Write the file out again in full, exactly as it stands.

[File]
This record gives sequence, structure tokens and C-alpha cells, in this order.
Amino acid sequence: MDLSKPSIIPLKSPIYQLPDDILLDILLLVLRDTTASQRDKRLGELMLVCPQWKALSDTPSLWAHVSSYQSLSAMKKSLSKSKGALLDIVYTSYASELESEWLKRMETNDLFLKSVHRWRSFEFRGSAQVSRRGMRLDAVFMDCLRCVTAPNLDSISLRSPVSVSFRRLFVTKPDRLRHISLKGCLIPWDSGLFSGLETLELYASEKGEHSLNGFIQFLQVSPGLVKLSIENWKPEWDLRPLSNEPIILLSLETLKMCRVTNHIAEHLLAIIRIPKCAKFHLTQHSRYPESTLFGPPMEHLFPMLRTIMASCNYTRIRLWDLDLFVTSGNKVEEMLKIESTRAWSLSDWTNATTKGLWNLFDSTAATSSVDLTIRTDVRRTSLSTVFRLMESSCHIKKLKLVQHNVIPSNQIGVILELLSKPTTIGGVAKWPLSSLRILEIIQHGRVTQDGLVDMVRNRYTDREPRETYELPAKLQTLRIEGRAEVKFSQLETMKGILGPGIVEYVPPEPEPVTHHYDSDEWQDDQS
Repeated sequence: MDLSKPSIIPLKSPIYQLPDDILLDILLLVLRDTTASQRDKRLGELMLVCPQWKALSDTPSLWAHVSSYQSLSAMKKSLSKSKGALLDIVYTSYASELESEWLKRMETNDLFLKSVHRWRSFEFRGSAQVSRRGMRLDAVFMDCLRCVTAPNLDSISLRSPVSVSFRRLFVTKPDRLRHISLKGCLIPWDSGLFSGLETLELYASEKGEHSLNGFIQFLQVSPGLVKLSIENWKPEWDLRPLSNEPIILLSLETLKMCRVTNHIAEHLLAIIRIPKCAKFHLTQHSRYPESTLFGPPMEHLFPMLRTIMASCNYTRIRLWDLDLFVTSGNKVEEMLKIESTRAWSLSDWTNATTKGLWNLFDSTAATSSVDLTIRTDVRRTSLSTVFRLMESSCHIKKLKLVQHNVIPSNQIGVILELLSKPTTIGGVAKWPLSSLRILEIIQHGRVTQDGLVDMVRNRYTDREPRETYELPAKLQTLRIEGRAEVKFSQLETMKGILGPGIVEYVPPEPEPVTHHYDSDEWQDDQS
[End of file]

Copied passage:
This record gives sequence, structure tokens and C-alpha cells, in this order.
Amino acid sequence: MDLSKPSIIPLKSPIYQLPDDILLDILLLVLRDTTASQRDKRLGELMLVCPQWKALSDTPSLWAHVSSYQSLSAMKKSLSKSKGALLDIVYTSYASELESEWLKRMETNDLFLKSVHRWRSFEFRGSAQVSRRGMRLDAVFMDCLRCVTAPNLDSISLRSPVSVSFRRLFVTKPDRLRHISLKGCLIPWDSGLFSGLETLELYASEKGEHSLNGFIQFLQVSPGLVKLSIENWKPEWDLRPLSNEPIILLSLETLKMCRVTNHIAEHLLAIIRIPKCAKFHLTQHSRYPESTLFGPPMEHLFPMLRTIMASCNYTRIRLWDLDLFVTSGNKVEEMLKIESTRAWSLSDWTNATTKGLWNLFDSTAATSSVDLTIRTDVRRTSLSTVFRLMESSCHIKKLKLVQHNVIPSNQIGVILELLSKPTTIGGVAKWPLSSLRILEIIQHGRVTQDGLVDMVRNRYTDREPRETYELPAKLQTLRIEGRAEVKFSQLETMKGILGPGIVEYVPPEPEPVTHHYDSDEWQDDQS
Repeated sequence: MDLSKPSIIPLKSPIYQLPDDILLDILLLVLRDTTASQRDKRLGELMLVCPQWKALSDTPSLWAHVSSYQSLSAMKKSLSKSKGALLDIVYTSYASELESEWLKRMETNDLFLKSVHRWRSFEFRGSAQVSRRGMRLDAVFMDCLRCVTAPNLDSISLRSPVSVSFRRLFVTKPDRLRHISLKGCLIPWDSGLFSGLETLELYASEKGEHSLNGFIQFLQVSPGLVKLSIENWKPEWDLRPLSNEPIILLSLETLKMCRVTNHIAEHLLAIIRIPKCAKFHLTQHSRYPESTLFGPPMEHLFPMLRTIMASCNYTRIRLWDLDLFVTSGNKVEEMLKIESTRAWSLSDWTNATTKGLWNLFDSTAATSSVDLTIRTDVRRTSLSTVFRLMESSCHIKKLKLVQHNVIPSNQIGVILELLSKPTTIGGVAKWPLSSLRILEIIQHGRVTQDGLVDMVRNRYTDREPRETYELPAKLQTLRIEGRAEVKFSQLETMKGILGPGIVEYVPPEPEPVTHHYDSDEWQDDQS